If it's true, as they say, that the toughest Grand Slam title to win is your first, then Andy Murray was right to feel relief, above all, when he finally got No. 1 out of the way at the U.S. Open.
''I certainly was doubting myself a bit, and thinking about the match and how tough it was going to be, and whether I was going to be able to do it or not,'' Murray said on Tuesday, a day after beating defending champion Novak Djokovic over nearly five hours in the final at Flushing Meadows, ''so I'm just glad that I finally managed to do it.''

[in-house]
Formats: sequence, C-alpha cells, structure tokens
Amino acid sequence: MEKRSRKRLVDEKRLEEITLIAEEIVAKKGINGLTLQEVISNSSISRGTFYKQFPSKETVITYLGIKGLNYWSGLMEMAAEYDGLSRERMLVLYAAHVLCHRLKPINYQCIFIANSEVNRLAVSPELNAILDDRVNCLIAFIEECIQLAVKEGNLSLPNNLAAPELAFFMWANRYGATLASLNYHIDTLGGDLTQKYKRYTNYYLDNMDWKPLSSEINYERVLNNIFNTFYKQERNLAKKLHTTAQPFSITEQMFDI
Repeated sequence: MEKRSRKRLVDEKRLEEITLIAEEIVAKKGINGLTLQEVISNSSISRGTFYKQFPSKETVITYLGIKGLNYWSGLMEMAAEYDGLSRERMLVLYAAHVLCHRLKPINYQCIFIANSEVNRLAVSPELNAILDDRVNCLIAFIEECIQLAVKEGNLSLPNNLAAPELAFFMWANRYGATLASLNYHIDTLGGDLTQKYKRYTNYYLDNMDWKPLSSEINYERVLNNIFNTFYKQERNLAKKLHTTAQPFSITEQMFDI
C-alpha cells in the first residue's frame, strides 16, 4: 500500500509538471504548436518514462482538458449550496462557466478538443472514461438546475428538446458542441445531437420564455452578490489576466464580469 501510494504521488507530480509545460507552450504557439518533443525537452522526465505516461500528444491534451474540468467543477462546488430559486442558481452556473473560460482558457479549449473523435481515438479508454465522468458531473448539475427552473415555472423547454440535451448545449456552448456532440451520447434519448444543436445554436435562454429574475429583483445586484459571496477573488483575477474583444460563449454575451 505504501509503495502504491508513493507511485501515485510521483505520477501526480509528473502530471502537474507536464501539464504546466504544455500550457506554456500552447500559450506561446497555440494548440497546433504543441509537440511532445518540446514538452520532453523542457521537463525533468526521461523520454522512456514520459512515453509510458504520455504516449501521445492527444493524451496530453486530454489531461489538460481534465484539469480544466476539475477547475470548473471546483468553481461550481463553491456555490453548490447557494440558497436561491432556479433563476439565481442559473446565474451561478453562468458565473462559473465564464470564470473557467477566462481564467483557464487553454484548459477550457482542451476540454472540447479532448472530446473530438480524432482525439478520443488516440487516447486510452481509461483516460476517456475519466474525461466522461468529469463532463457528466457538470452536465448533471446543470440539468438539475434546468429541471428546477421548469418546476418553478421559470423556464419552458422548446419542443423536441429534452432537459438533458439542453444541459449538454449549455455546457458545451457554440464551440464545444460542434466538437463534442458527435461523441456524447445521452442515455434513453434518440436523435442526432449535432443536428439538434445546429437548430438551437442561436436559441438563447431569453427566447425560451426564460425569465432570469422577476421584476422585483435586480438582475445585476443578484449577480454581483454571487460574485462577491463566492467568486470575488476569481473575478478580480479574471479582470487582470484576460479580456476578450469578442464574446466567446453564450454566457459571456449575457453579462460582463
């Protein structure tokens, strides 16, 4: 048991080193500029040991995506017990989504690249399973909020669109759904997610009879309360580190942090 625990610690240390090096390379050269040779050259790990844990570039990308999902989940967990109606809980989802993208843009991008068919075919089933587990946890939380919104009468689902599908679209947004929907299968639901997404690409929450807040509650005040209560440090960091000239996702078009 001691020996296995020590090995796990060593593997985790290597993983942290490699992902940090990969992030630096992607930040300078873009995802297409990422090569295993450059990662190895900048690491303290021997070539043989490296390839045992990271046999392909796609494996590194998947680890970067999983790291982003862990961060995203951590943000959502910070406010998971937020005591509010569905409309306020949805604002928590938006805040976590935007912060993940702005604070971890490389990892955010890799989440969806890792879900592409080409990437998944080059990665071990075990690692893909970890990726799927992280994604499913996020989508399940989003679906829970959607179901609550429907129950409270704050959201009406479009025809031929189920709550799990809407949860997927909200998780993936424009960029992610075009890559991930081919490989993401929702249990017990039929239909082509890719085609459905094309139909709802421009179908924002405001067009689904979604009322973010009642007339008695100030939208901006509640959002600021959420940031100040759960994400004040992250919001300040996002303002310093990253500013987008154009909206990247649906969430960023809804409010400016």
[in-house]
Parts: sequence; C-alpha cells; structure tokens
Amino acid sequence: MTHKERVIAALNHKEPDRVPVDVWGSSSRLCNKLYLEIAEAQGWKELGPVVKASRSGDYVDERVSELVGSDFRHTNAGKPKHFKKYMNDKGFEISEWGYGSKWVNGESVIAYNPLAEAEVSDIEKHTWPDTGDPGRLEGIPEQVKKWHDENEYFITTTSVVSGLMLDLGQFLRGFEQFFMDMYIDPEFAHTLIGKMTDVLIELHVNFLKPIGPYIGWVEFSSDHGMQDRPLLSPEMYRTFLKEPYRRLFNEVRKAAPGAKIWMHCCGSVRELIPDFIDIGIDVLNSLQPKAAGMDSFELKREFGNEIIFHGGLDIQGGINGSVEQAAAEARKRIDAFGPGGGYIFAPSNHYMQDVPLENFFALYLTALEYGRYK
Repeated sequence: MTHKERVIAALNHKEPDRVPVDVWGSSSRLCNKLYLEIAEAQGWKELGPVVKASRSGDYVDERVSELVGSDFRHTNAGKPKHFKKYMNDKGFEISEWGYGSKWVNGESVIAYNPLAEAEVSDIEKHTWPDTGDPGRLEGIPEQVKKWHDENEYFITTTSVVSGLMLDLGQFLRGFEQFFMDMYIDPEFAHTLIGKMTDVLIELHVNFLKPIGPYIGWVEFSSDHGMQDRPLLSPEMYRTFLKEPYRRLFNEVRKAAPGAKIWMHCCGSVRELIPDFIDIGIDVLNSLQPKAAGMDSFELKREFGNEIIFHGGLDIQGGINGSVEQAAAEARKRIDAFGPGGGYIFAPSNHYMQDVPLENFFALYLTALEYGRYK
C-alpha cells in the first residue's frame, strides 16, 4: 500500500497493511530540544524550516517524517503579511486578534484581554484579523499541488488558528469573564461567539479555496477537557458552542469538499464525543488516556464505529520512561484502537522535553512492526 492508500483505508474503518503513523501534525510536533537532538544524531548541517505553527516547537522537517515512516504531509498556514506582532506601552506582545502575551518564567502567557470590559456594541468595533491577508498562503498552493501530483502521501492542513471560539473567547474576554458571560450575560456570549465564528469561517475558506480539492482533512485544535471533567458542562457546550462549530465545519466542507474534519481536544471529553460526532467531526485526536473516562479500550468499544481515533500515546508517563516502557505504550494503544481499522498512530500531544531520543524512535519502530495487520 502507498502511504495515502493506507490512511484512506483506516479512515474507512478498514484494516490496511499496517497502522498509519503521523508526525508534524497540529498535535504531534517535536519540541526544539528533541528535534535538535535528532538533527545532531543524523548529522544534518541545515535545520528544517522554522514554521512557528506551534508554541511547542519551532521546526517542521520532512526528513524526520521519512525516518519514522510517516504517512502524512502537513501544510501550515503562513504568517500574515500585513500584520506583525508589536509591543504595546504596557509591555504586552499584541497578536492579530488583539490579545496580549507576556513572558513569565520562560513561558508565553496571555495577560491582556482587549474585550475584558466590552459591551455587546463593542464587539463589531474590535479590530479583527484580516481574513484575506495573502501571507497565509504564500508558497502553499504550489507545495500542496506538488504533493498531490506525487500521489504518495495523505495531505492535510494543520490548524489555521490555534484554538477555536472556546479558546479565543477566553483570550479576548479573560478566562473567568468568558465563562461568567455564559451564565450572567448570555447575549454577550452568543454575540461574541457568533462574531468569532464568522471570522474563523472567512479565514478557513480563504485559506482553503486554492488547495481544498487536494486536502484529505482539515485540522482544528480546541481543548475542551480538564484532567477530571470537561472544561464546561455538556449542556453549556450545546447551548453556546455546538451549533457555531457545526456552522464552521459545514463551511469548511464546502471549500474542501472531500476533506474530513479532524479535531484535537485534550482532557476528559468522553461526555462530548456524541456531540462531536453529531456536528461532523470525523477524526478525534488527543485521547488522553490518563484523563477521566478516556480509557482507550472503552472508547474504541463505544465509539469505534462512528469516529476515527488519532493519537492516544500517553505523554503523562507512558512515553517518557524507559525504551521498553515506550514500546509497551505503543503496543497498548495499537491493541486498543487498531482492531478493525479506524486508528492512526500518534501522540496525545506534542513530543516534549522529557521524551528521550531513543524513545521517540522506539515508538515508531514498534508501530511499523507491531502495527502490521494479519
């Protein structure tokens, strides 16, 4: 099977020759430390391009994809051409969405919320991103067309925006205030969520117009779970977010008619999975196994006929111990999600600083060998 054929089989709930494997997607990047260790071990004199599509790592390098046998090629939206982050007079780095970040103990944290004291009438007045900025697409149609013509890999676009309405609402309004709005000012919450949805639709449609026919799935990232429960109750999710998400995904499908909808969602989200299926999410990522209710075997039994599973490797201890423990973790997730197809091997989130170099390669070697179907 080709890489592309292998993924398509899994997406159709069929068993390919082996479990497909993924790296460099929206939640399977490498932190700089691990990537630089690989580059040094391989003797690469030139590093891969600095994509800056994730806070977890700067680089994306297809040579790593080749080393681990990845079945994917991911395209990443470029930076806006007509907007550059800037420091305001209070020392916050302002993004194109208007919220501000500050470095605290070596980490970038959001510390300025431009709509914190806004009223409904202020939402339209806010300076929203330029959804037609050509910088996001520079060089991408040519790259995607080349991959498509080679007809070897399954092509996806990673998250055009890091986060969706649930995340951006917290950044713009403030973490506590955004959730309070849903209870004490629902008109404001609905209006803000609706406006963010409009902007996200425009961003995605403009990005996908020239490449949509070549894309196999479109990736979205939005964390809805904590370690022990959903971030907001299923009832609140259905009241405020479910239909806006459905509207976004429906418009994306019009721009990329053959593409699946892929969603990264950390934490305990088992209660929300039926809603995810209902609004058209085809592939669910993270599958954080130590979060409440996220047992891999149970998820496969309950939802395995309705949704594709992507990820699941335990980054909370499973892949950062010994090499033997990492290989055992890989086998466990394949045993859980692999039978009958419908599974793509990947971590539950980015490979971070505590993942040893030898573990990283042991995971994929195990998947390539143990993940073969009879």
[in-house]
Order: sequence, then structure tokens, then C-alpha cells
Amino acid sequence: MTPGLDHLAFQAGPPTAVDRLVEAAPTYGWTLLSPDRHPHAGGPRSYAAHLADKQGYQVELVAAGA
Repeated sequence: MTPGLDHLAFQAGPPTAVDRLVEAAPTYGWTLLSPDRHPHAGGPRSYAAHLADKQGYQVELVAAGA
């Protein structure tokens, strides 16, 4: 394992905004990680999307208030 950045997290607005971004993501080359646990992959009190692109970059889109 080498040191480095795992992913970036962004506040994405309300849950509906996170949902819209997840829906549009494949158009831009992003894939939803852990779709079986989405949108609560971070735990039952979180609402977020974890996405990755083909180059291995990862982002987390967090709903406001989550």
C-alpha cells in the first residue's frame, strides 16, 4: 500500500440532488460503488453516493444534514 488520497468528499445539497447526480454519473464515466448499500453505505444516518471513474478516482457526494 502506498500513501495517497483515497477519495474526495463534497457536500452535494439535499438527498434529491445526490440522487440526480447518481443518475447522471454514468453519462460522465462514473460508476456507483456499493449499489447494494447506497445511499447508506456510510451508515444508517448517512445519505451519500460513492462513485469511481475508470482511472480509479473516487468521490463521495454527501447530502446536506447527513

As he spoke those words, Murray stared at his reflection in the shiny silver trophy he so longed for and now had earned, adding: ''And I hope it's not the only one.''
No reason to believe it will be.
Indeed, with his defensive and returning skills, and a new willingness to be aggressive with his forehand, Murray might very well be considered the man to beat when tennis returns to the Grand Slam scene at the Australian Open in January.